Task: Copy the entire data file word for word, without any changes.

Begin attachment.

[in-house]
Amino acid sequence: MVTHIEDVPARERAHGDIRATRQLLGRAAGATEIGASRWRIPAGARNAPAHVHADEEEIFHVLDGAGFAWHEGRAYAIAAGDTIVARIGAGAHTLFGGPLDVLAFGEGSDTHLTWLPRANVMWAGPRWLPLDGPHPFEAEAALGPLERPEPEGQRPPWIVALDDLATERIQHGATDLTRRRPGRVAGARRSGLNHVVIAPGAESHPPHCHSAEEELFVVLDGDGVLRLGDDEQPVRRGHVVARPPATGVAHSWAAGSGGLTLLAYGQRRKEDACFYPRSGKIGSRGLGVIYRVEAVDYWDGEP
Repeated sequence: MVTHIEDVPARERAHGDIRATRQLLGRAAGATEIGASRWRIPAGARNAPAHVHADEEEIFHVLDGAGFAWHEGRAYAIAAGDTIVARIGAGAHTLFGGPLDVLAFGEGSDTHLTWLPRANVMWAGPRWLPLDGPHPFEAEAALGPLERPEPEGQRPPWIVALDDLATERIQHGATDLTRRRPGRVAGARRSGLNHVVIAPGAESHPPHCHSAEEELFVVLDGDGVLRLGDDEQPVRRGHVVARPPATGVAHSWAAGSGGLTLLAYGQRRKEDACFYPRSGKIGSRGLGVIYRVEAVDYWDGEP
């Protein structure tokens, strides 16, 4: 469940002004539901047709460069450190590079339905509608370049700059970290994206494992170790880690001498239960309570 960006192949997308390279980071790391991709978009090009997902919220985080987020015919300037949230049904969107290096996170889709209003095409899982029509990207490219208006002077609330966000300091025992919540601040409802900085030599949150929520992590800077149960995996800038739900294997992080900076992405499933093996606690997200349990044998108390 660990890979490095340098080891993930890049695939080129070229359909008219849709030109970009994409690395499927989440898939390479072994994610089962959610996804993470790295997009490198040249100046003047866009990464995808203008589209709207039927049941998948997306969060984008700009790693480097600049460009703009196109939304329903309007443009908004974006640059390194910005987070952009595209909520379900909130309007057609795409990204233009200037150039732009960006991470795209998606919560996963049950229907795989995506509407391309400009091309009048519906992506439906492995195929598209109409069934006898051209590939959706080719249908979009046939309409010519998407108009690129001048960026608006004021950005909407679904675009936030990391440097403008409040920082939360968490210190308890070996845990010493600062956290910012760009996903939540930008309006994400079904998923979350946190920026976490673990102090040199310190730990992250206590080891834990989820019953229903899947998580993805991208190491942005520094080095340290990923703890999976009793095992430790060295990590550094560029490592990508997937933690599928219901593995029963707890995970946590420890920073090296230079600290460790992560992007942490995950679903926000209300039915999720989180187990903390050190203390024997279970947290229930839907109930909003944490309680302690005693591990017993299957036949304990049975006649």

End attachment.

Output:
[in-house]
Amino acid sequence: MVTHIEDVPARERAHGDIRATRQLLGRAAGATEIGASRWRIPAGARNAPAHVHADEEEIFHVLDGAGFAWHEGRAYAIAAGDTIVARIGAGAHTLFGGPLDVLAFGEGSDTHLTWLPRANVMWAGPRWLPLDGPHPFEAEAALGPLERPEPEGQRPPWIVALDDLATERIQHGATDLTRRRPGRVAGARRSGLNHVVIAPGAESHPPHCHSAEEELFVVLDGDGVLRLGDDEQPVRRGHVVARPPATGVAHSWAAGSGGLTLLAYGQRRKEDACFYPRSGKIGSRGLGVIYRVEAVDYWDGEP
Repeated sequence: MVTHIEDVPARERAHGDIRATRQLLGRAAGATEIGASRWRIPAGARNAPAHVHADEEEIFHVLDGAGFAWHEGRAYAIAAGDTIVARIGAGAHTLFGGPLDVLAFGEGSDTHLTWLPRANVMWAGPRWLPLDGPHPFEAEAALGPLERPEPEGQRPPWIVALDDLATERIQHGATDLTRRRPGRVAGARRSGLNHVVIAPGAESHPPHCHSAEEELFVVLDGDGVLRLGDDEQPVRRGHVVARPPATGVAHSWAAGSGGLTLLAYGQRRKEDACFYPRSGKIGSRGLGVIYRVEAVDYWDGEP
């Protein structure tokens, strides 16, 4: 469940002004539901047709460069450190590079339905509608370049700059970290994206494992170790880690001498239960309570 960006192949997308390279980071790391991709978009090009997902919220985080987020015919300037949230049904969107290096996170889709209003095409899982029509990207490219208006002077609330966000300091025992919540601040409802900085030599949150929520992590800077149960995996800038739900294997992080900076992405499933093996606690997200349990044998108390 660990890979490095340098080891993930890049695939080129070229359909008219849709030109970009994409690395499927989440898939390479072994994610089962959610996804993470790295997009490198040249100046003047866009990464995808203008589209709207039927049941998948997306969060984008700009790693480097600049460009703009196109939304329903309007443009908004974006640059390194910005987070952009595209909520379900909130309007057609795409990204233009200037150039732009960006991470795209998606919560996963049950229907795989995506509407391309400009091309009048519906992506439906492995195929598209109409069934006898051209590939959706080719249908979009046939309409010519998407108009690129001048960026608006004021950005909407679904675009936030990391440097403008409040920082939360968490210190308890070996845990010493600062956290910012760009996903939540930008309006994400079904998923979350946190920026976490673990102090040199310190730990992250206590080891834990989820019953229903899947998580993805991208190491942005520094080095340290990923703890999976009793095992430790060295990590550094560029490592990508997937933690599928219901593995029963707890995970946590420890920073090296230079600290460790992560992007942490995950679903926000209300039915999720989180187990903390050190203390024997279970947290229930839907109930909003944490309680302690005693591990017993299957036949304990049975006649």